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In case you missed them, here are some of the top stories from the week:
Three Vancouver police officers shot a man Tuesday morning while responding to an assault at Fourth Plain Boulevard and Stapleton Road in central Vancouver.
A physical disturbance between two men was reported about 11:10 a.m. Arriving officers found one man lying unconscious on the ground. The other refused police commands to drop sharpened objects he was holding, according to the Vancouver Police Department.
- Three officers fired weapon in altercation
- Day 2: Man shot by Vancouver police confirmed dead
- Day 3: Medical Examiner IDs suspect shot, killed by police as Vancouver man
An 18-year-old man was arrested Wednesday after police say he intentionally ran over a skateboarder in a parking lot in central Vancouver. The 45-year-old victim later died of his injuries at a hospital.
The victim’s name is not being released until his family has been notified of his death, according to the Vancouver Police Department.
- Bystanders tried to help victim
- Related: Man, 18, accused of intentionally striking, killing skateboarder appears in court
OLYMPIA — Washington Gov. Jay Inslee said Wednesday the state has to see more progress in several areas, including the daily number of new coronavirus cases and deaths, before social distancing restrictions can safely be lifted.
At a news conference, Inslee confirmed the state’s stay-at-home order that was enacted March 23 would remain in place beyond May 4 and said he would have more details Friday “on the phased-in approach about how we will open our economy in a safe way.”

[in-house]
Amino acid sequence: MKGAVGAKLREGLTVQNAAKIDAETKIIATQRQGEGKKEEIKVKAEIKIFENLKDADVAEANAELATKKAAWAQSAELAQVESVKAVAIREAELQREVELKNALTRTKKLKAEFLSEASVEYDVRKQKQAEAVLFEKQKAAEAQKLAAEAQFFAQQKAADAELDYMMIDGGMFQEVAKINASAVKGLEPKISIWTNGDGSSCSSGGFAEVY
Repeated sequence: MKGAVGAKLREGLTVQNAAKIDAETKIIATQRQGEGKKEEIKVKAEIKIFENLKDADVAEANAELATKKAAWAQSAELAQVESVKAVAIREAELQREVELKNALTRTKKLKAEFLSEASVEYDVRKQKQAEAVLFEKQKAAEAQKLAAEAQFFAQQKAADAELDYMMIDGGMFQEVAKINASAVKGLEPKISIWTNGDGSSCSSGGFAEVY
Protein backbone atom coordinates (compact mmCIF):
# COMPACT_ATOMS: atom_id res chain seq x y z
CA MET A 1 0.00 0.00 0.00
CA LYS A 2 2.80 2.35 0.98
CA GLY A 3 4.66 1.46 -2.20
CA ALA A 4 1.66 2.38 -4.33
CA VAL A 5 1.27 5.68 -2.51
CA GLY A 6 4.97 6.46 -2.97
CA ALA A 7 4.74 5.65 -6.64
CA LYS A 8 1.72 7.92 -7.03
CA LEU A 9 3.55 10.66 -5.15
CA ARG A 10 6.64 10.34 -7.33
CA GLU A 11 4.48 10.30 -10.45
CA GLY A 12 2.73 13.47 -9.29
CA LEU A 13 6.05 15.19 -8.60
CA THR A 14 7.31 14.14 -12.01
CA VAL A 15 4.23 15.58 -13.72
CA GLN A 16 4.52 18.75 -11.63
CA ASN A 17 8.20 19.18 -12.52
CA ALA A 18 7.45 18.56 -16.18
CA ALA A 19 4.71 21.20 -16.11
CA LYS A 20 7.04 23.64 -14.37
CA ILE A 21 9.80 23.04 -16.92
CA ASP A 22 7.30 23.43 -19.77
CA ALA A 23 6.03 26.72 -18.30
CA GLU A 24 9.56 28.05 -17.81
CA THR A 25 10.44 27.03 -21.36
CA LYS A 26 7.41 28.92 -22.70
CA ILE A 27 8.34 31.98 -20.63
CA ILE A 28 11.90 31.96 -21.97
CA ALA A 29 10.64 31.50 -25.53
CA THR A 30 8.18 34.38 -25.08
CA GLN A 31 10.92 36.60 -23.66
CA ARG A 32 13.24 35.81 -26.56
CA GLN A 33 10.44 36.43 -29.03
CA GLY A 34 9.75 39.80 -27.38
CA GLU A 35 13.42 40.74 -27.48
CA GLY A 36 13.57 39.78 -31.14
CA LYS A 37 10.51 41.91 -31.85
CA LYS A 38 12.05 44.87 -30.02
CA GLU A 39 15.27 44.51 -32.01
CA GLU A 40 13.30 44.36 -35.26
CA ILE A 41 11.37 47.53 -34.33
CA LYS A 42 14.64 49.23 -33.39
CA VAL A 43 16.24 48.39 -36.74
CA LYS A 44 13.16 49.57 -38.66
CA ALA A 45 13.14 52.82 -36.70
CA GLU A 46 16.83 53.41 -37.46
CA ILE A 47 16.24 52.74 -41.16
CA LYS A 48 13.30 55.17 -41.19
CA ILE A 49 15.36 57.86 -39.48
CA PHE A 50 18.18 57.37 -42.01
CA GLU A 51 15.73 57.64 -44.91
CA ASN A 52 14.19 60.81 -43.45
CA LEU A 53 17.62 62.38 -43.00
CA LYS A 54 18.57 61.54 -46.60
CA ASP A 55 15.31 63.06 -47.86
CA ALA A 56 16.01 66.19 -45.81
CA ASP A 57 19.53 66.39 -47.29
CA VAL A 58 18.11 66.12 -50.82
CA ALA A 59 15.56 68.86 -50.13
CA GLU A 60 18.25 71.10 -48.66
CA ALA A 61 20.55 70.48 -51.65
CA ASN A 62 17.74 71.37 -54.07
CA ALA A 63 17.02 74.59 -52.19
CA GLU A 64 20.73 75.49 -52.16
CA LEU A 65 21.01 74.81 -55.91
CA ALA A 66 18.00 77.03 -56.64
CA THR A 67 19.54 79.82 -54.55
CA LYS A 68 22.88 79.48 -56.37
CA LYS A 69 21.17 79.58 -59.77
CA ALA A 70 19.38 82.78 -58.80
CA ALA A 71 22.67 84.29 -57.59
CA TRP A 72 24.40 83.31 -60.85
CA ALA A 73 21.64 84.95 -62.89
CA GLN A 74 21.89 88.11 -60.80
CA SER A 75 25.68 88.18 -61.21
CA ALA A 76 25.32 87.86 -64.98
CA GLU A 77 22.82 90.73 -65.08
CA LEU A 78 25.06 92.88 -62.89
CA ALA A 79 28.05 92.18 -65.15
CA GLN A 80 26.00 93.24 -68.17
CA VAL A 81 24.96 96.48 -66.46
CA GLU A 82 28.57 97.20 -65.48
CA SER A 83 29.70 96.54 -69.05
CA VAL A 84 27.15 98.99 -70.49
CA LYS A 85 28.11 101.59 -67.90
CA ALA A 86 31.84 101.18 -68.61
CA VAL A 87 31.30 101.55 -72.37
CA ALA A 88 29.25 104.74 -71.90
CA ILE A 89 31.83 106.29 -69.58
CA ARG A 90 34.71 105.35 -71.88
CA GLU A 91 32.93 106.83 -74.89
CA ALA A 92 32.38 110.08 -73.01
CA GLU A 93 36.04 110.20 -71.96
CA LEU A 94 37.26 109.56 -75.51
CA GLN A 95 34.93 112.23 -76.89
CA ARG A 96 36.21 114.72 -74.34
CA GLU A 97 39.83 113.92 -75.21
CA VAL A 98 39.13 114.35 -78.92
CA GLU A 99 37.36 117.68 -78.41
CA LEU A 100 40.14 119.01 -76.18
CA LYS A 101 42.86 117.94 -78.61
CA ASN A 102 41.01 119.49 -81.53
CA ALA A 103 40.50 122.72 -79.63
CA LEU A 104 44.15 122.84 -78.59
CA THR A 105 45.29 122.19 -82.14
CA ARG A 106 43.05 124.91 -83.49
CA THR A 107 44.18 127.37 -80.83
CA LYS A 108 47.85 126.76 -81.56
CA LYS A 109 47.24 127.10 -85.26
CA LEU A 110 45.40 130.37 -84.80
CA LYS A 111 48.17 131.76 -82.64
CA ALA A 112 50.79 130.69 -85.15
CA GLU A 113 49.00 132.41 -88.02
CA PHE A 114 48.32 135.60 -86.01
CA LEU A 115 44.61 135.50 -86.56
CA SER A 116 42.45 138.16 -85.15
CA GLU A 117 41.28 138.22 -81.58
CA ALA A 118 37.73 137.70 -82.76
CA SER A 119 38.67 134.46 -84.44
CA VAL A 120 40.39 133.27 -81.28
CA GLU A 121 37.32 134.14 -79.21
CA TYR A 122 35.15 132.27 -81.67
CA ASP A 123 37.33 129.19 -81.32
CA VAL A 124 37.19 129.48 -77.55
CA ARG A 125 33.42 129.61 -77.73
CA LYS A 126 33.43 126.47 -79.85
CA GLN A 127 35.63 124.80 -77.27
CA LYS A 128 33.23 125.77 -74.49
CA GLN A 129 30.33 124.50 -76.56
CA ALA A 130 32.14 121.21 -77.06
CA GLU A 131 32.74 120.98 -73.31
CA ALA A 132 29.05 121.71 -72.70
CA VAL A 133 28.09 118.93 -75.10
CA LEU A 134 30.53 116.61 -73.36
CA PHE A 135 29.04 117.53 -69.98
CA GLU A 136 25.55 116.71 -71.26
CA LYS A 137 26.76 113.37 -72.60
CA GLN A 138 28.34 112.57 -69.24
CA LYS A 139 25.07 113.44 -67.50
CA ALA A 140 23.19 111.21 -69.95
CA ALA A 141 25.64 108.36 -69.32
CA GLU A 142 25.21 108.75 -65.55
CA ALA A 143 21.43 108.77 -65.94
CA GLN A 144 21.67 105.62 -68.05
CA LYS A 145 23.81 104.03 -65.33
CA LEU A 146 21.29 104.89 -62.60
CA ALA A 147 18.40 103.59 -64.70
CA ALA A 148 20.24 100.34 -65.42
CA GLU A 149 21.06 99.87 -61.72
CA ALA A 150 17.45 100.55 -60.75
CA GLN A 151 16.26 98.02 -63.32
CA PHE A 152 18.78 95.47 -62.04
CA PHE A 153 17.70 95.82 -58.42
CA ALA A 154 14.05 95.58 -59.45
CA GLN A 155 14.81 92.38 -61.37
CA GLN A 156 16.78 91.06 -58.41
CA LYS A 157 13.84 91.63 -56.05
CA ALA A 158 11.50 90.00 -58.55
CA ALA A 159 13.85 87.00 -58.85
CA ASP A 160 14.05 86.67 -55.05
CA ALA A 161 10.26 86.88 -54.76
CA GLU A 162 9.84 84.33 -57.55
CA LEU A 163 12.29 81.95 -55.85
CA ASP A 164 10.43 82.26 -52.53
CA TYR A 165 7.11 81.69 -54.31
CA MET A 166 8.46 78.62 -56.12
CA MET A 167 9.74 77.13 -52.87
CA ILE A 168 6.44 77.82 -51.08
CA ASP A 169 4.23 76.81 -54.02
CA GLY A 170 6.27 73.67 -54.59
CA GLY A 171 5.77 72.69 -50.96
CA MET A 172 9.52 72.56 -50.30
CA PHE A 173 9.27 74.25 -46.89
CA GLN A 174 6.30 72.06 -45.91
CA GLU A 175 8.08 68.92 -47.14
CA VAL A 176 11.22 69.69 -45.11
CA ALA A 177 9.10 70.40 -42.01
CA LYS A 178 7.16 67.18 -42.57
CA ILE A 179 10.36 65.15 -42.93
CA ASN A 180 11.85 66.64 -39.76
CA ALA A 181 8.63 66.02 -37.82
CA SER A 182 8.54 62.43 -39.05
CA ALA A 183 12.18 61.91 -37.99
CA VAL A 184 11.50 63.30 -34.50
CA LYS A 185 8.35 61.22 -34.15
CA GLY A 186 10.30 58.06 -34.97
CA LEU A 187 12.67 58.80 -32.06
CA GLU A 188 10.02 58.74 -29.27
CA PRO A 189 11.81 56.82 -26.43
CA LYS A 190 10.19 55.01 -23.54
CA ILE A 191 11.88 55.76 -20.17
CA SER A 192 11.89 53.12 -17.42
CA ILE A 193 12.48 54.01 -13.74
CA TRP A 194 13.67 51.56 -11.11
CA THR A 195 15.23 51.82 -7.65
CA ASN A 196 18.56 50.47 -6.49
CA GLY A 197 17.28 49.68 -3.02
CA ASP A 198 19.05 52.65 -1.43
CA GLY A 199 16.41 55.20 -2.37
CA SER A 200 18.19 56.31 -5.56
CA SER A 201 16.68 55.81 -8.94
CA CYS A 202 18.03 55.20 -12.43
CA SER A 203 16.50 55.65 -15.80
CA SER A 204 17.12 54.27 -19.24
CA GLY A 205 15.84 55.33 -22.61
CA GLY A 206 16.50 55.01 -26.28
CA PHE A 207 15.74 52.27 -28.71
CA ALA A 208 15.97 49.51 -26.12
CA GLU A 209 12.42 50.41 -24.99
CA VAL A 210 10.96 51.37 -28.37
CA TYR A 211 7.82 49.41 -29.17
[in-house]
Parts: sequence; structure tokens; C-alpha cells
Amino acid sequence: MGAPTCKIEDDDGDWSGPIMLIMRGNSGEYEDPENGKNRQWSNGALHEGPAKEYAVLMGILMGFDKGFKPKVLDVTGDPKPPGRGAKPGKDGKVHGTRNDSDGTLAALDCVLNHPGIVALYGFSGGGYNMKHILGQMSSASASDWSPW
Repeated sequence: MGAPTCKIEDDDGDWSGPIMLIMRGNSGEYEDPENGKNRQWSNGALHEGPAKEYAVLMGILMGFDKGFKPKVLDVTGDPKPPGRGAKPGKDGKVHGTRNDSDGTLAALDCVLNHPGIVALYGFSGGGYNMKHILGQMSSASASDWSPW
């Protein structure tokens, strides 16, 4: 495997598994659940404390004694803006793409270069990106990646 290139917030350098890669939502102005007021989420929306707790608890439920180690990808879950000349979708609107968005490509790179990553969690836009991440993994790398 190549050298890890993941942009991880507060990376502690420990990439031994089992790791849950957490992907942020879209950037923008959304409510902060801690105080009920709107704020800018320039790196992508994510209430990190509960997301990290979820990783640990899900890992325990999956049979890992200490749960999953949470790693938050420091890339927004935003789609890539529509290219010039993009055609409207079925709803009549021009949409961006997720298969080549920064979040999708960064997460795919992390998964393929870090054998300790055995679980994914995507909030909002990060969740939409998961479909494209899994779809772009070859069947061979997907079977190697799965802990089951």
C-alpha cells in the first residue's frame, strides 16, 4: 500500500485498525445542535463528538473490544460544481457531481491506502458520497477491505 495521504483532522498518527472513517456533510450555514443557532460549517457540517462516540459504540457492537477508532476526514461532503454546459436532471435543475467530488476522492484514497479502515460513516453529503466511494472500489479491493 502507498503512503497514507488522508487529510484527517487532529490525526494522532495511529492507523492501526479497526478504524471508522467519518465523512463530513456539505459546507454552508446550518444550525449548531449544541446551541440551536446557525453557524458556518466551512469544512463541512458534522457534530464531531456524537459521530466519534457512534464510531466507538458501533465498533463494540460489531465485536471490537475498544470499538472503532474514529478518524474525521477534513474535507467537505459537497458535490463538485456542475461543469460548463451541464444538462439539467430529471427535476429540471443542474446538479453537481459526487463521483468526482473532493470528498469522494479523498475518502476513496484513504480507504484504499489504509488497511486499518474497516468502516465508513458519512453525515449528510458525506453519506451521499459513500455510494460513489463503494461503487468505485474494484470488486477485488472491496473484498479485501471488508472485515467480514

The Vancouver Farmers Market will open this weekend, with some restrictions in place to limit the risk of spreading COVID-19.
The market will operate at its usual downtown location from 9 a.m. to 3 p.m. Saturdays and 10 a.m. to 3 p.m. Sundays for the time being. The first hour of the market on both days will be reserved for seniors and immunocompromised customers.
A Washougal man who brought a “Make America Great Again” hat to an Evergreen Public Schools employee training session on diversity and racial equity has filed a federal lawsuit alleging he was defamed and deprived of his civil rights because of his political beliefs.
Eric Dodge, a former teacher, names former Wy’east Middle School Principal Caroline Garrett and district human resources manager Janae Gomes in the complaint filed in United States District Court. The complaint alleges that Dodge suffered “emotional devastation” and a “recurrence of debilitating stroke symptoms” after being “verbally attacked and defamed by his new principal for the political opinions he held as a private citizen — specifically, statements in support of President Trump,” according to the complaint.